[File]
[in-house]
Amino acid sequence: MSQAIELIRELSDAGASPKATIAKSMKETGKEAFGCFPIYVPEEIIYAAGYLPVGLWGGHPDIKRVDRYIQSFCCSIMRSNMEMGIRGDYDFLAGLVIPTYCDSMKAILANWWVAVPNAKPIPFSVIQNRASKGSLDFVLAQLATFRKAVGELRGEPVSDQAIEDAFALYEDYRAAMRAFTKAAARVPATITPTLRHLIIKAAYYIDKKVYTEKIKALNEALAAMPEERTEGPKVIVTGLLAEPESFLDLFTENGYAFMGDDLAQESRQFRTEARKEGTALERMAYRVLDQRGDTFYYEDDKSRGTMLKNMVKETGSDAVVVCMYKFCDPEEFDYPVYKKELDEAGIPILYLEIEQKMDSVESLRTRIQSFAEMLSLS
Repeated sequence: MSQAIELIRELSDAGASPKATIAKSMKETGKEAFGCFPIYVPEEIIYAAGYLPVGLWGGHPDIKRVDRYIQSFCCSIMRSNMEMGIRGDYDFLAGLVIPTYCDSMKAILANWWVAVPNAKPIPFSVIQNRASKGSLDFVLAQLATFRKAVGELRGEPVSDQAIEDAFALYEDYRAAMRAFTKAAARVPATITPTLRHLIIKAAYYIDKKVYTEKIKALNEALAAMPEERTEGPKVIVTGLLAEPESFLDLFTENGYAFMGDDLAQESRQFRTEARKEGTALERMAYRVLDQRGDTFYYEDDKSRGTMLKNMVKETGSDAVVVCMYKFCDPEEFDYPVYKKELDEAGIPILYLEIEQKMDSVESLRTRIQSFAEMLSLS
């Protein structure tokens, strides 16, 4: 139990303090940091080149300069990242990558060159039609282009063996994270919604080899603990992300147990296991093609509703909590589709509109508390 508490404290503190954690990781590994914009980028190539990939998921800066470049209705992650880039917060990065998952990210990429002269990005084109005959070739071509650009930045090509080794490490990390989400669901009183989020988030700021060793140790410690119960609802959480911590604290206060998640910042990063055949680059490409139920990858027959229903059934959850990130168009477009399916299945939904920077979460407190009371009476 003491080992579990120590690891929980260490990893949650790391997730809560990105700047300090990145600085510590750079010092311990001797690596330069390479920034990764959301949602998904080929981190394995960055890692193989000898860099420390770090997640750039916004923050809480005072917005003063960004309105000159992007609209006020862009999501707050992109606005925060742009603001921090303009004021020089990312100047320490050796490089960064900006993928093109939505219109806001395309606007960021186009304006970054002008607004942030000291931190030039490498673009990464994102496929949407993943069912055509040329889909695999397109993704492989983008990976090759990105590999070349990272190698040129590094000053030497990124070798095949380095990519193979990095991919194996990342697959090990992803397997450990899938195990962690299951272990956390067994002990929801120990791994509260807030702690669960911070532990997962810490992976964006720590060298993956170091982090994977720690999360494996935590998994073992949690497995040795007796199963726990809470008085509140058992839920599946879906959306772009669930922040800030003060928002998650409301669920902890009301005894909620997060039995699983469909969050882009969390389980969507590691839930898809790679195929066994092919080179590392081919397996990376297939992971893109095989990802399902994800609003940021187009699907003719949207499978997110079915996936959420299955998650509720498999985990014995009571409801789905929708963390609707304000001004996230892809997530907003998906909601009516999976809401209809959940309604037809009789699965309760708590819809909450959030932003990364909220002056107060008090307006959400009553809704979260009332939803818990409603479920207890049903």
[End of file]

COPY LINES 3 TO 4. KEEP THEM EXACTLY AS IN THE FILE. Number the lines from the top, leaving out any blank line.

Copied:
Repeated sequence: MSQAIELIRELSDAGASPKATIAKSMKETGKEAFGCFPIYVPEEIIYAAGYLPVGLWGGHPDIKRVDRYIQSFCCSIMRSNMEMGIRGDYDFLAGLVIPTYCDSMKAILANWWVAVPNAKPIPFSVIQNRASKGSLDFVLAQLATFRKAVGELRGEPVSDQAIEDAFALYEDYRAAMRAFTKAAARVPATITPTLRHLIIKAAYYIDKKVYTEKIKALNEALAAMPEERTEGPKVIVTGLLAEPESFLDLFTENGYAFMGDDLAQESRQFRTEARKEGTALERMAYRVLDQRGDTFYYEDDKSRGTMLKNMVKETGSDAVVVCMYKFCDPEEFDYPVYKKELDEAGIPILYLEIEQKMDSVESLRTRIQSFAEMLSLS
């Protein structure tokens, strides 16, 4: 139990303090940091080149300069990242990558060159039609282009063996994270919604080899603990992300147990296991093609509703909590589709509109508390 508490404290503190954690990781590994914009980028190539990939998921800066470049209705992650880039917060990065998952990210990429002269990005084109005959070739071509650009930045090509080794490490990390989400669901009183989020988030700021060793140790410690119960609802959480911590604290206060998640910042990063055949680059490409139920990858027959229903059934959850990130168009477009399916299945939904920077979460407190009371009476 003491080992579990120590690891929980260490990893949650790391997730809560990105700047300090990145600085510590750079010092311990001797690596330069390479920034990764959301949602998904080929981190394995960055890692193989000898860099420390770090997640750039916004923050809480005072917005003063960004309105000159992007609209006020862009999501707050992109606005925060742009603001921090303009004021020089990312100047320490050796490089960064900006993928093109939505219109806001395309606007960021186009304006970054002008607004942030000291931190030039490498673009990464994102496929949407993943069912055509040329889909695999397109993704492989983008990976090759990105590999070349990272190698040129590094000053030497990124070798095949380095990519193979990095991919194996990342697959090990992803397997450990899938195990962690299951272990956390067994002990929801120990791994509260807030702690669960911070532990997962810490992976964006720590060298993956170091982090994977720690999360494996935590998994073992949690497995040795007796199963726990809470008085509140058992839920599946879906959306772009669930922040800030003060928002998650409301669920902890009301005894909620997060039995699983469909969050882009969390389980969507590691839930898809790679195929066994092919080179590392081919397996990376297939992971893109095989990802399902994800609003940021187009699907003719949207499978997110079915996936959420299955998650509720498999985990014995009571409801789905929708963390609707304000001004996230892809997530907003998906909601009516999976809401209809959940309604037809009789699965309760708590819809909450959030932003990364909220002056107060008090307006959400009553809704979260009332939803818990409603479920207890049903």